You don’t win or lose a puzzle. You solve it. It is the lodestone of Dr. Siddhartha Mukherjee’s career.

What he has learned in service of his calling is that cancer is a puzzle, not a war. It offers no victors or losers. No battles.

The lesson is as simple as the one he tells in this essay: Searching eagerly for the identity of a leukemia victim in Boston, he was getting nowhere. Tucked into a few pages handed to him by chance in New Delhi was the answer.

The puzzle metaphor could stand for science itself, which, throughout history, has been as much the child of serendipity and a keen, observant eye as the product of a well-kept log.

He was born in India in 1970 to an automobile executive and a schoolteacher. The family was partial to books — Sid spent his childhood reading Bengali novelists, whose works seemed to parallel that of 19th-century English novelists. But he read Auden and Chekhov, too. With an editor aunt, he regularly visited bookstalls on College Street in Calcutta. The very smell was alluring: old volumes, fingered by generations, passed on lovingly for 200 years.

Siddhartha Mukherjee (Deborah Feingold)

Reading came first. Science, later.

What struck him early on were the storytelling abilities of Darwin, whose tight description of a very long plot — evolution itself — was mesmerizing. He was fascinated, too, by Lewis Thomas, the physician-poet whose landmark book, “The Lives of a Cell,” was a well-wrought fusion of art and science. At Stanford, he wrote his thesis on Thomas. He went on to study medicine at Oxford and Harvard. Today he is an oncologist, lab scientist and professor at Columbia University — married to American sculptor Sarah Sze.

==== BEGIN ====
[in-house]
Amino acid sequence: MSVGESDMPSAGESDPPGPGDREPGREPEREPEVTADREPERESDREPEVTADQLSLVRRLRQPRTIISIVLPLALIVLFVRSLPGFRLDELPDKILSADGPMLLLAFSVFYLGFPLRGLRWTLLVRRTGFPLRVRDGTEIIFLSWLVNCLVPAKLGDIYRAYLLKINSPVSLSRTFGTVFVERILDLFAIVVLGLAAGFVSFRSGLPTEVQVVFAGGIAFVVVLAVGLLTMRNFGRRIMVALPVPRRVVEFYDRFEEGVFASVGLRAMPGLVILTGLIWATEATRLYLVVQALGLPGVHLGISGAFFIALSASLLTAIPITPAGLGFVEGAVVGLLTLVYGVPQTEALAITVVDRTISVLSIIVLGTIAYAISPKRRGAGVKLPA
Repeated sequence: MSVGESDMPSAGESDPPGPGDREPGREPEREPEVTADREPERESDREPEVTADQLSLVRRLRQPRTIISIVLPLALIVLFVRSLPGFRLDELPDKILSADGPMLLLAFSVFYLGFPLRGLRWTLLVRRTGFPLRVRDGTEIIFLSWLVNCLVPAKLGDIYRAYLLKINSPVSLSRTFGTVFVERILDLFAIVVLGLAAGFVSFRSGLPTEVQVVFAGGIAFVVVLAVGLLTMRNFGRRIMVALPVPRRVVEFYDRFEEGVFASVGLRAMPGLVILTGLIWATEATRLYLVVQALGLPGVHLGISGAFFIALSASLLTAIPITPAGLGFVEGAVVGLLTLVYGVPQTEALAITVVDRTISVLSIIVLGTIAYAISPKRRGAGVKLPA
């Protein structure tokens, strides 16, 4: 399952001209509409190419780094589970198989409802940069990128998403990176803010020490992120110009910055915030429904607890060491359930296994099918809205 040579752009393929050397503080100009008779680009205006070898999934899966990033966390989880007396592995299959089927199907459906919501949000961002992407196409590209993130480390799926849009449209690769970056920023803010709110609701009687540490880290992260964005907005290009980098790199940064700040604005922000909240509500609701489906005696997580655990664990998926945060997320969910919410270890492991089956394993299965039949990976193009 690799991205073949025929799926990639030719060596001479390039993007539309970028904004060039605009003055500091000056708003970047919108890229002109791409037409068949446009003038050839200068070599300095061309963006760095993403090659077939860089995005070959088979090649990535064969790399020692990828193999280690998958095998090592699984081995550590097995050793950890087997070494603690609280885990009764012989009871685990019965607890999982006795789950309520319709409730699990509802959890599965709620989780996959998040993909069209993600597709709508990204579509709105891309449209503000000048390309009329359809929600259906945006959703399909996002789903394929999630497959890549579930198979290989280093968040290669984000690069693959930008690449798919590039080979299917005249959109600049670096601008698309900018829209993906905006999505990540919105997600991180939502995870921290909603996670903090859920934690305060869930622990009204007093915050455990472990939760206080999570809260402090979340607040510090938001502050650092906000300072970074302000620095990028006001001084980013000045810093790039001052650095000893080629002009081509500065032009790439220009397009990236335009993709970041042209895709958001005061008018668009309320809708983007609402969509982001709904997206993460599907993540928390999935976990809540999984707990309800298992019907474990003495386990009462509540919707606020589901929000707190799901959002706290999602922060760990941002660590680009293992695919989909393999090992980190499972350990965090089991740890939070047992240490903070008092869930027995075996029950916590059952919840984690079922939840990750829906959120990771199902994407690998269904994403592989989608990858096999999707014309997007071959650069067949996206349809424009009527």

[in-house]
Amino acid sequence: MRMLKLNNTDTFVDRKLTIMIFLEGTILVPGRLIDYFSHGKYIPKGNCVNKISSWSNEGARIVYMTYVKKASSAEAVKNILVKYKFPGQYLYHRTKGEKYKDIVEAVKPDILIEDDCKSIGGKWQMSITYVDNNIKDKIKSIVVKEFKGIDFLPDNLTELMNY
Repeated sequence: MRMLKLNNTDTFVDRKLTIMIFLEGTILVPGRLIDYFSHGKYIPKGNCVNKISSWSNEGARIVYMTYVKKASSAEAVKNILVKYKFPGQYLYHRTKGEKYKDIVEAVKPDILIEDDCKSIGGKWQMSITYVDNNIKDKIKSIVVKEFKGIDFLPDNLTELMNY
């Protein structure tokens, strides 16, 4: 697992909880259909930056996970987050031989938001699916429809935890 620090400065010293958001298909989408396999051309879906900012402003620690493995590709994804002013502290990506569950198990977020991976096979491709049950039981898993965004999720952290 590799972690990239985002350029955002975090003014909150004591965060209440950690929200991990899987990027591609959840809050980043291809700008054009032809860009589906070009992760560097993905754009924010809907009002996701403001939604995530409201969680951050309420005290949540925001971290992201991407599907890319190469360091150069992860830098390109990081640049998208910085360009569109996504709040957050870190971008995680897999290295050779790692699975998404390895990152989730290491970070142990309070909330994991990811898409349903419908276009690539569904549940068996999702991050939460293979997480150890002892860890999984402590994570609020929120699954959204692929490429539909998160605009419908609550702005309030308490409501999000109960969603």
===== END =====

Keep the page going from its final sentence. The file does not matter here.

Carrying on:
When he tried to write a proposal for what he wanted to do, a sweeping story of cancer from the patients’ point of view, he couldn’t do it. “I tried 30 or so times. But it sounded so arrogant, it paralyzed me.” By finding moments at odd hours — in bed, at rest, “in empty spaces of the day,” he was able to complete the entire book.

The Emperor of All Maladies” is a brilliant work, winner of the latest Pulitzer Prize in nonfiction. By its very concept of reducing something previously thought irreducible into a uniform epic, it teaches us that maladies can be stubborn, yet volatile, like life itself. We may strive to understand cancer in test tubes, but sometimes it is in words that it becomes a living, breathing thing.

Marie Arana